Would you like some PFAS with those eggs? (Photo: Getty Images)
You don’t want PFAS in your blood or in your body. They may increase your risk of low birth weight, as indicated by the EPA. After you are born, it isn’t necessarily smooth sailing. The Centers for Disease Control and Prevention (CDC) Agency for Toxic Substances and Disease Registry lists other bad health effects such as interfering with your hormones, increasing your cholesterol levels, screwing around with your immune system, and increasing your risk of certain cancers. Bottom line, if someone offers you PFAS in your water, say, “no thanks.”
The trouble is right now you may not have any choice. The report authored by Sydney Evans, David Andrews, Ph.D., Tasha Stoiber, Ph.D., and Olga Naidenko, Ph.D. from the EWG painted a grim picture. From May to December 2019, EWG staff and volunteers collected samples of tap water from 44 places in 31 states and the District of Columbia. They then sent these samples to an accredited independent laboratory, which checked the samples for 30 different PFAS chemicals. This is far from all of the possible PFAS.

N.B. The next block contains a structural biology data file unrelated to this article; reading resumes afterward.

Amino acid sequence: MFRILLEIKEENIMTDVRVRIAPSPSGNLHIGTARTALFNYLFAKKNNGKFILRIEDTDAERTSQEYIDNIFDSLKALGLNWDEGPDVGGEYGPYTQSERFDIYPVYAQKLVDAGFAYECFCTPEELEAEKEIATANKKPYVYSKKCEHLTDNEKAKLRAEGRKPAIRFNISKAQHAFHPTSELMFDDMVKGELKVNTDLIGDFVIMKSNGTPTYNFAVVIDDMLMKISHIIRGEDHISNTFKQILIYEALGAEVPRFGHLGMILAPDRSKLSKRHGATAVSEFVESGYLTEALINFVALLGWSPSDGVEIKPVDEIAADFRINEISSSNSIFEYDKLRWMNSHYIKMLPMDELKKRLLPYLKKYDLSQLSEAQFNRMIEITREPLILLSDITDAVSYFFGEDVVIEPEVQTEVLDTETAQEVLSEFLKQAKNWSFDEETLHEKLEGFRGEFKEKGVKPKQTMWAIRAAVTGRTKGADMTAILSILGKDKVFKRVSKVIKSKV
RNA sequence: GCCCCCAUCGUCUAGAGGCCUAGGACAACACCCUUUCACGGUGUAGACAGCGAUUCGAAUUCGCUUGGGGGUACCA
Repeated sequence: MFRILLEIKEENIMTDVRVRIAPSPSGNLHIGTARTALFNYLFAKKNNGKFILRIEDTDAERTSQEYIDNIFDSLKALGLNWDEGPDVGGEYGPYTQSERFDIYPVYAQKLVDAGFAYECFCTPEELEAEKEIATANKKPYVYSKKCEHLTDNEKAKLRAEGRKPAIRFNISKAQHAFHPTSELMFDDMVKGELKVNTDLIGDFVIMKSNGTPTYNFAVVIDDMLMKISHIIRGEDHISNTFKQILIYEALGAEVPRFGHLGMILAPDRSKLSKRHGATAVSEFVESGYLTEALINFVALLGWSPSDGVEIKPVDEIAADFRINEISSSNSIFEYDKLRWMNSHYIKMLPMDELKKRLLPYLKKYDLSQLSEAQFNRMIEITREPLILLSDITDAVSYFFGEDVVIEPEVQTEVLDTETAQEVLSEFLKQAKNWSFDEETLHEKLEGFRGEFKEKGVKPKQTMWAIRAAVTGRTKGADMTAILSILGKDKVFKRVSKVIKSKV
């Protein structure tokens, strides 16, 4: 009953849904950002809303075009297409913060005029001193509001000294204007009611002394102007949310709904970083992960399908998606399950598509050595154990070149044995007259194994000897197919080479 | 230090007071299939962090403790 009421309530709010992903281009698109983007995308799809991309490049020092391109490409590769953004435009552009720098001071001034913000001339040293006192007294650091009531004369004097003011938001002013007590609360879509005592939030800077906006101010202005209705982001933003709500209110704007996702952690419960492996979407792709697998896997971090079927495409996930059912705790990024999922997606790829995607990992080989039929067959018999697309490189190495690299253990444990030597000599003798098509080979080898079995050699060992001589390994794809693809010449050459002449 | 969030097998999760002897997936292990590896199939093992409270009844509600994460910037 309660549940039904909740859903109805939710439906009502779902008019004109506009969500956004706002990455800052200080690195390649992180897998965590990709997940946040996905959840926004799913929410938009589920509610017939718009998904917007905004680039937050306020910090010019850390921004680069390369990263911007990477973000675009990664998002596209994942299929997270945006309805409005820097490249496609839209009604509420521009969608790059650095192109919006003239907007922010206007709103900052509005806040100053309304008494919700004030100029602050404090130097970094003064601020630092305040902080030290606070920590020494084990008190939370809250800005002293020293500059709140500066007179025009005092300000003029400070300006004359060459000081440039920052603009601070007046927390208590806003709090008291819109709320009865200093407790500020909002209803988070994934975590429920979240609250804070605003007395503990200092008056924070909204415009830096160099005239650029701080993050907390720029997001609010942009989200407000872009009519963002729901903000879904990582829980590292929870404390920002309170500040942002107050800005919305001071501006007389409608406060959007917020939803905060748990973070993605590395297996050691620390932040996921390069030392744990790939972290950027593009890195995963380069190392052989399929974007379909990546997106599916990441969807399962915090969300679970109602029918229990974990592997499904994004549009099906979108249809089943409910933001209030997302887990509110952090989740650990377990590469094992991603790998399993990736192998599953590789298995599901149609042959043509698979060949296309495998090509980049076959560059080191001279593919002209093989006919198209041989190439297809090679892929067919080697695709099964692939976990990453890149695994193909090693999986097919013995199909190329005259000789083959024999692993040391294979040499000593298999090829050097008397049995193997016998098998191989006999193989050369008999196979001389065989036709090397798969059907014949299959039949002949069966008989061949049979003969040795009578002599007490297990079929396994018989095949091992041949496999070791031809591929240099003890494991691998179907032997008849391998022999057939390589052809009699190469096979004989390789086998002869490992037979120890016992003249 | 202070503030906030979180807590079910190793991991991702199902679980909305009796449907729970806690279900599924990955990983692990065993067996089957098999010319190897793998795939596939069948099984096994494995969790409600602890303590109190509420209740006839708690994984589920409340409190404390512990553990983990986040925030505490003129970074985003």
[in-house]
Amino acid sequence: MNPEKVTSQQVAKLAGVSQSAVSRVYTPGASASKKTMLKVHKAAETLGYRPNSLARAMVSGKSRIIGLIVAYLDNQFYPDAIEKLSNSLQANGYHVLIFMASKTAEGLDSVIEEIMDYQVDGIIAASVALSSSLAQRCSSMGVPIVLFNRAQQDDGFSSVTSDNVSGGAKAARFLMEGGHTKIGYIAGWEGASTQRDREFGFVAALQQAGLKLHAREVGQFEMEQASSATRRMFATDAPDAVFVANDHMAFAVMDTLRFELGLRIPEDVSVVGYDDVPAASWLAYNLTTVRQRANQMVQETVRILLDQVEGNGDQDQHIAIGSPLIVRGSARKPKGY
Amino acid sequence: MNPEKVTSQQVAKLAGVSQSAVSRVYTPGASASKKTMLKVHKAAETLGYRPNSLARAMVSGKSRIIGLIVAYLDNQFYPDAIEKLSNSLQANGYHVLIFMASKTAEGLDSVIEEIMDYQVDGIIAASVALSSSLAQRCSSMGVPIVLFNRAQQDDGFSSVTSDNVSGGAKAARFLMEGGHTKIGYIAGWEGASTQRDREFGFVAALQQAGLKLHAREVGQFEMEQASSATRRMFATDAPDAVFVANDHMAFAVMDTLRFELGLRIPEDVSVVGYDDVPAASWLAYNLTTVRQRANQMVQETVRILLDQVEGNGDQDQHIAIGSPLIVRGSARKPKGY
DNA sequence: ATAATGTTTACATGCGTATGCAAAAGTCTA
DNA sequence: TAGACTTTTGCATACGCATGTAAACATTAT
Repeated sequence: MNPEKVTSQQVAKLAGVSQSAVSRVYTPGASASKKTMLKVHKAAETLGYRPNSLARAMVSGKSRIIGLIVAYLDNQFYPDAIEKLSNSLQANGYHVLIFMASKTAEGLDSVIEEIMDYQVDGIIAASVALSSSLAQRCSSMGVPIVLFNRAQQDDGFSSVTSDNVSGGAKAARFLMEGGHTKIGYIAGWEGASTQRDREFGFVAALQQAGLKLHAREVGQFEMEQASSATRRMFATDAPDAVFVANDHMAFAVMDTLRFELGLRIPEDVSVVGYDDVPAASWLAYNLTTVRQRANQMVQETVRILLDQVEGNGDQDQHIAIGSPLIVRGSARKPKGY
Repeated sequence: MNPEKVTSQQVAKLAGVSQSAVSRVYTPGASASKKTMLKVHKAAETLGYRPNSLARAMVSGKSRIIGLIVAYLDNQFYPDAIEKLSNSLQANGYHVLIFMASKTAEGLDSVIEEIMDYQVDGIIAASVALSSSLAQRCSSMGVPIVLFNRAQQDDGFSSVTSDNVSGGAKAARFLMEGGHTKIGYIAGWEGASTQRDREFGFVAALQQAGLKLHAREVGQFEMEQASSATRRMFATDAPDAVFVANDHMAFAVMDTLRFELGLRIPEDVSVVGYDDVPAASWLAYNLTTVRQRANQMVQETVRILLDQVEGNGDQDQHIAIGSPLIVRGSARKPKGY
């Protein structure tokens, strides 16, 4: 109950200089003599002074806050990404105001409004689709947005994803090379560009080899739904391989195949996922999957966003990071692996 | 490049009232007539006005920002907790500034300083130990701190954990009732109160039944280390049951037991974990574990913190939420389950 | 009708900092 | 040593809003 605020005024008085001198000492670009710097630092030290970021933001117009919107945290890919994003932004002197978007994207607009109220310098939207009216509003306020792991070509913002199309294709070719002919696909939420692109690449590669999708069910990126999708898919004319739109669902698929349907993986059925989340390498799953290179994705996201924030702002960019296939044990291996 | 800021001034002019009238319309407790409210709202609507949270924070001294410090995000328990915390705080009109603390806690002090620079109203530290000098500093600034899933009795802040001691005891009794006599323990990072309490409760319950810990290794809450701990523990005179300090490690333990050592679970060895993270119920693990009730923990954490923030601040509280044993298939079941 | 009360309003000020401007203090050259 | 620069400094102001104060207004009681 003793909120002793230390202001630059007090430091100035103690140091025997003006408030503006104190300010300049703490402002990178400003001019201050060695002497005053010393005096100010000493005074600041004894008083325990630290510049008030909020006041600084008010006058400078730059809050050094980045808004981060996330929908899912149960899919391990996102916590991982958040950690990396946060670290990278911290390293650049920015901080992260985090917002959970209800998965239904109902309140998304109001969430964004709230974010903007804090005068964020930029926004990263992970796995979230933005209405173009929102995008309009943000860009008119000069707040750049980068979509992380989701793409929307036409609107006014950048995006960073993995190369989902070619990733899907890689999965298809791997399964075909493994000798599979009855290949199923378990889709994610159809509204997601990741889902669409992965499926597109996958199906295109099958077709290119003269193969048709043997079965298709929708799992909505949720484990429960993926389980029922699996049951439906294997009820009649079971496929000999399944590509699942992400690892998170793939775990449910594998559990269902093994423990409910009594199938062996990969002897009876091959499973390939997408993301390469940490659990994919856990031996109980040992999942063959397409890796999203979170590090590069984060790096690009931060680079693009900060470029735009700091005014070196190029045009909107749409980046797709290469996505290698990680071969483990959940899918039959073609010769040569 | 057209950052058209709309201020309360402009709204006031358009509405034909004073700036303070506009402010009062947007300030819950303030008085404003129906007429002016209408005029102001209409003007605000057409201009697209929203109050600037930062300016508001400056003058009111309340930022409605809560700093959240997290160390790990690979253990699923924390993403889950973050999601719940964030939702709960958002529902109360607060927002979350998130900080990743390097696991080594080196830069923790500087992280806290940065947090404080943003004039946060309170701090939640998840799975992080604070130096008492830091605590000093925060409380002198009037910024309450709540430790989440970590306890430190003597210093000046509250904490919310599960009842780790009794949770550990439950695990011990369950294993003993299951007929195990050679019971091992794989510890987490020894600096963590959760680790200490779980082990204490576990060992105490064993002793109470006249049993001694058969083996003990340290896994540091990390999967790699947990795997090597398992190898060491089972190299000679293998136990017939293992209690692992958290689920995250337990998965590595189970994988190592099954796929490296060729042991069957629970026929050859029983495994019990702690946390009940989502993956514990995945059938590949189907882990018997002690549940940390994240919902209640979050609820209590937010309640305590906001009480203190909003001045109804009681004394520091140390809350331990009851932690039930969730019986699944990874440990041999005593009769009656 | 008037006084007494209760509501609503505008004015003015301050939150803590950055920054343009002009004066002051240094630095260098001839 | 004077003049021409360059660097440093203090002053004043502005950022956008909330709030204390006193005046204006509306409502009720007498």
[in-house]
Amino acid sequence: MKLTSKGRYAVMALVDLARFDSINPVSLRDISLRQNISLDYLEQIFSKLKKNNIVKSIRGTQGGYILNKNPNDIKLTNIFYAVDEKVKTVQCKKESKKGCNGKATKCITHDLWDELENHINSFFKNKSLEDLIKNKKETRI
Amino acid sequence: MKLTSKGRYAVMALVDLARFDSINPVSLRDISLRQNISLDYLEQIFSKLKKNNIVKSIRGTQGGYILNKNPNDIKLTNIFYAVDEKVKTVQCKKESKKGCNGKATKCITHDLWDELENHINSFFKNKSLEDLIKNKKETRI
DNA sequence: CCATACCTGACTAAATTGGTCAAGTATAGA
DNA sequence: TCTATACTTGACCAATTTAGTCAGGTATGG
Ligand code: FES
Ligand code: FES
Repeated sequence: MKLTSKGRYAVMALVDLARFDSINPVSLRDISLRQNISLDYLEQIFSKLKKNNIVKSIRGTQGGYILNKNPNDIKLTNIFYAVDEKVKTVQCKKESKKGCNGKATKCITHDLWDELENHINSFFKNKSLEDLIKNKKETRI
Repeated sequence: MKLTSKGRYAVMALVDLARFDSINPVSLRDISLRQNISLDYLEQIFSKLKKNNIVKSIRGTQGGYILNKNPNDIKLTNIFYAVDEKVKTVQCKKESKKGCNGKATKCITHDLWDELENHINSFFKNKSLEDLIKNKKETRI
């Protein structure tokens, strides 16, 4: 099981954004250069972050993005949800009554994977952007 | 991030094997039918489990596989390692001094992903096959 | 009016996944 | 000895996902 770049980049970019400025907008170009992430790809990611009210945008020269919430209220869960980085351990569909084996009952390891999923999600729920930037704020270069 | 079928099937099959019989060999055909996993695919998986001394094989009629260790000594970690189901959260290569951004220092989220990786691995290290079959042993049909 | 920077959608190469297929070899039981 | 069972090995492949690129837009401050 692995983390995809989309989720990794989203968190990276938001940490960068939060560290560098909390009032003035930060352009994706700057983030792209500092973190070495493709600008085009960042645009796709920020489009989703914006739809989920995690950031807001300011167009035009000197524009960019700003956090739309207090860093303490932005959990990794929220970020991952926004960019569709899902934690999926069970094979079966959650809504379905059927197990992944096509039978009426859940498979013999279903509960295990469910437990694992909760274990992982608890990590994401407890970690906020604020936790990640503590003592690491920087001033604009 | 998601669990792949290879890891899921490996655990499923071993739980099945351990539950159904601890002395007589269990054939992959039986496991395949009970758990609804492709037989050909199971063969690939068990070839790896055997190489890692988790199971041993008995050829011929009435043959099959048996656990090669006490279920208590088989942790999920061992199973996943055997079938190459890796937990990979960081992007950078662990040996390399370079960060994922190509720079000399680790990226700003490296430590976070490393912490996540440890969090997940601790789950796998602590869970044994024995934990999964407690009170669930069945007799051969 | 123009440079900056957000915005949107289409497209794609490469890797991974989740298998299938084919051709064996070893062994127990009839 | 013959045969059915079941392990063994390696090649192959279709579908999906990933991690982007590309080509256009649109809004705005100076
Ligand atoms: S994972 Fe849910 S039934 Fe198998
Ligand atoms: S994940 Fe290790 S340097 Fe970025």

Meridian is the sixth largest city in the state of Mississippi. (Photo: Getty)
Guess how many locations had no detectable PFAS? One. Meridian, Mississippi. Yes, that Meridian, home of the only remaining two-row stationary Dentzel menagerie. Meridian also happens to get their drinking water from very deep wells.
Guess how many locations had PFAS levels below one part per trillion threshold? Three. Yes, only two other locations besides Meridian fell below this threshold. That’s Seattle, Washington, and Tuscaloosa, Alabama.